Roundup: May’s plot to derail the omnibudget

Elizabeth May has moved a Point of Order in the Commons to have the omnibus budget bill declared out of order because it doesn’t fit the proper criteria for such bills. Not surprisingly the government disputes this, but we’ll see more in the next couple of days as other parties get to weigh in before the Speaker makes any kind of ruling.

Meanwhile, May and the Liberals are planning a marathon series of amendments to the omnibus budget bill for when it returns to the Commons, and the 200 or so amendments they plan to move could mean upwards of 50 of 60 straight hours off votes. They’re already planning the logistics of food and bathroom breaks, but this is looking like it’s set to go ahead. They got a taste of it with some three-plus hours of amendment votes on C-31 last night. Expect much more in for the omnibudget.

The Parliamentary Budget Officer is calling bullshit on the government’s excuses as to why they can’t turn over their numbers relating to the cuts. If some departments can, all of them can, and the unions don’t have problems with the figures released so long as it doesn’t include personal information. And yet the government continues to insist that they can’t give the information, and that everything will come out in quarterly reports and public accounts statements.

There was lots of activity on the defence file yesterday. The Canada First Defence Strategy is going to need an overhaul, seeing as we can’t afford the whole laundry list of new procurement. In fact, they’ve known for some time that they can’t afford the list, but the government kept that under wraps until now. And you never know – future procurement may include unmanned naval vessels, kind of like unmanned aerial drones but on the water. Meanwhile, it looks like Peter MacKay’s staff is unimpressed that Canadian Forces staff didn’t defend MacKay vigorously enough when he was under fire for things like that helicopter lift. Aww, poor MacKay can’t fight he own battles.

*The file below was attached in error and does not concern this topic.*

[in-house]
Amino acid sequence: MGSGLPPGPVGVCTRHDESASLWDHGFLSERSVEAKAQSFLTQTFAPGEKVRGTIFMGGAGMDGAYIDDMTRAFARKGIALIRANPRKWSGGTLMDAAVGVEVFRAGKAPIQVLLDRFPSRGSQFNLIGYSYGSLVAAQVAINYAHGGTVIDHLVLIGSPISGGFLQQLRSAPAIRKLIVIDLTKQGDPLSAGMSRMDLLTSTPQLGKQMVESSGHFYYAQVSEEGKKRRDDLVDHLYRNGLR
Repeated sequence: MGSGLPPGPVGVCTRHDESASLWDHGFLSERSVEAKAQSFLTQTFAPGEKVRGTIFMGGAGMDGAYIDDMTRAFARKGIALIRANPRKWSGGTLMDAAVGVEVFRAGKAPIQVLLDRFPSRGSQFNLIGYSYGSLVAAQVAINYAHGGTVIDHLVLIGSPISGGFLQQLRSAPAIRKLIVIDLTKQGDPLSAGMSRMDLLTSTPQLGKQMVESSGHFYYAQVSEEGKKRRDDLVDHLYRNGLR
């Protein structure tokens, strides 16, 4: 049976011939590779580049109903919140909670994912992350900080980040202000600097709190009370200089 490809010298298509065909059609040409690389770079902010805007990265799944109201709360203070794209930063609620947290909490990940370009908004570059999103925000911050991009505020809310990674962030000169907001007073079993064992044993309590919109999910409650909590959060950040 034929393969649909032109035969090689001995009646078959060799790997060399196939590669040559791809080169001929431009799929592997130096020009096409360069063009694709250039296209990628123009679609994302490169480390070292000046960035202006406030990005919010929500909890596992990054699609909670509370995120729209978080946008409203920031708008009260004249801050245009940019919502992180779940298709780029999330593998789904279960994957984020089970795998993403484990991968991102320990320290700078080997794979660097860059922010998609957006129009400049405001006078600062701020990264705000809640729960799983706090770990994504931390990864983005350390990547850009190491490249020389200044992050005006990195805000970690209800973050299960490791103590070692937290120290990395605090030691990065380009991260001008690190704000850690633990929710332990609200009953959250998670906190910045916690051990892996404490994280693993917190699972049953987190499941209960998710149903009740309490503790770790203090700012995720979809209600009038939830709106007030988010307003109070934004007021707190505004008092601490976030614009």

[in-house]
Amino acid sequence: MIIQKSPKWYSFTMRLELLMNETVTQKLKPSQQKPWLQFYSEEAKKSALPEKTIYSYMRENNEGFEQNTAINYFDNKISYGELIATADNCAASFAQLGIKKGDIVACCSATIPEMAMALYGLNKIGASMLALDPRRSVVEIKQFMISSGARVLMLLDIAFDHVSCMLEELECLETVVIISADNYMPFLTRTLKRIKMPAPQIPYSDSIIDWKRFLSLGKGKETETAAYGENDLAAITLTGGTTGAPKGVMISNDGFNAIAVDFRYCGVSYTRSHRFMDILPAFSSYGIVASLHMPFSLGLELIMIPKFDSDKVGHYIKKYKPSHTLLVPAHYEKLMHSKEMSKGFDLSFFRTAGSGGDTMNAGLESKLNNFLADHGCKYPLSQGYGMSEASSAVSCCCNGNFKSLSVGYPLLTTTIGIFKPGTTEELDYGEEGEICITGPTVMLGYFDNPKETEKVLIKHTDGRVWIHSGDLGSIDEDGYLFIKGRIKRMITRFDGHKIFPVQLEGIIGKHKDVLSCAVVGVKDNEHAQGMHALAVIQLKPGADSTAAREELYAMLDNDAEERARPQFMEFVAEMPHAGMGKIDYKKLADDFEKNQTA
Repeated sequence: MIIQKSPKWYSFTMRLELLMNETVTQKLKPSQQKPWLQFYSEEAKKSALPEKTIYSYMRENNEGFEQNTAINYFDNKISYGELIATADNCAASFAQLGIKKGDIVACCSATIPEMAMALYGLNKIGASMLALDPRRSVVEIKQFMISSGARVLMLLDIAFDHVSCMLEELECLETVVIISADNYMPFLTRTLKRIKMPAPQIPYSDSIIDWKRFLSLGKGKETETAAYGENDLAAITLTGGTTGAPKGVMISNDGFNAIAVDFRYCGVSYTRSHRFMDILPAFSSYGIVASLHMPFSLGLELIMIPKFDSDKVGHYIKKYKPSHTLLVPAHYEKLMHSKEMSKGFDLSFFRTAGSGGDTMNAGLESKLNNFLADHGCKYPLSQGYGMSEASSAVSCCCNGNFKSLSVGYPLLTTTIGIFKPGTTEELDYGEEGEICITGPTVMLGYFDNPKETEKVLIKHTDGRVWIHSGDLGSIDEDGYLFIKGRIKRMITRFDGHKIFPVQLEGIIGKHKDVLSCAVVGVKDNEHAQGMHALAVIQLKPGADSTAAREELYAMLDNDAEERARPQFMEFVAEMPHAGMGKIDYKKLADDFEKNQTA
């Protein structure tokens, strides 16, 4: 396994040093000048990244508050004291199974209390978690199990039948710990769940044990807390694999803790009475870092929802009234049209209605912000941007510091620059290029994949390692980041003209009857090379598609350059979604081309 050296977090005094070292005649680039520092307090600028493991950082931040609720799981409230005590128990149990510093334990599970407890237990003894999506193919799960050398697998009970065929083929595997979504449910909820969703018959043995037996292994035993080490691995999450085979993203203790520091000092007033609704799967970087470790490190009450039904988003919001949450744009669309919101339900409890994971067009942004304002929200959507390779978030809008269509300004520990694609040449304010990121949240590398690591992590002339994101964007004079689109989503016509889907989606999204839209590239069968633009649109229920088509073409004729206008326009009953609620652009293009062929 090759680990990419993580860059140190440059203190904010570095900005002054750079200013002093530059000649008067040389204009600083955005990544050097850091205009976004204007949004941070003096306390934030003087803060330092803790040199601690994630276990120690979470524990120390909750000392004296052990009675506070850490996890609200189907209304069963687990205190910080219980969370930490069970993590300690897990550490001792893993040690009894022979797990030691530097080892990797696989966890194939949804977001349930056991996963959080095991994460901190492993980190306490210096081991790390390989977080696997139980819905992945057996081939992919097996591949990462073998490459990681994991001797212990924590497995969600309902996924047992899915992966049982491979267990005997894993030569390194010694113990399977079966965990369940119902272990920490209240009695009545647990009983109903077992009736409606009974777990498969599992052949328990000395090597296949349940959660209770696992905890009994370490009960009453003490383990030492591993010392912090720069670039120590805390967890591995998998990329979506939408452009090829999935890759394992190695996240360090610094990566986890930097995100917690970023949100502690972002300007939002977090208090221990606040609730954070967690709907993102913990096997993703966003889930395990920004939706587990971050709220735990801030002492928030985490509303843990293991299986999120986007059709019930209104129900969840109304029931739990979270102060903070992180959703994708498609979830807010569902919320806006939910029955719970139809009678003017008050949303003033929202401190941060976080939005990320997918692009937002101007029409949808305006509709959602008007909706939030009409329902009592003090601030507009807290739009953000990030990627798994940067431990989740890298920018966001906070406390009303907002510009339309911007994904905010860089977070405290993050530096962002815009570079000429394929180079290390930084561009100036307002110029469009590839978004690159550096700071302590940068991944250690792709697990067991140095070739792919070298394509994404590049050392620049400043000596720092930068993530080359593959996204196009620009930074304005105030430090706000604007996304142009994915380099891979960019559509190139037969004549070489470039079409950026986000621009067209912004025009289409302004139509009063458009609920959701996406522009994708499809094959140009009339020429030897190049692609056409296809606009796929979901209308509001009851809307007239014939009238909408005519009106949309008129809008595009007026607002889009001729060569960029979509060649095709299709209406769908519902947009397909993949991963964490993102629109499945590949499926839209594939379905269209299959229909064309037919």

The Department of National Defence won’t say what two other fighters it considered before the decision to go with the F-35s was made, but it seems that the Super Hornet wasn’t one of them – even though it meets all of the requirements that have so far been released.

It looks like the government has softened its stance on an international arms control treaty, and are now less likely to derail the process.

Lisa Raitt talks about her experience with post-partum depression as a new initiative to address the stigma of mental health launched in Ottawa yesterday.

And not to be outdone, but Wildrose leader Danielle Smith also plans to be at Edmonton’s gay pride festival. My how things are changing in Alberta.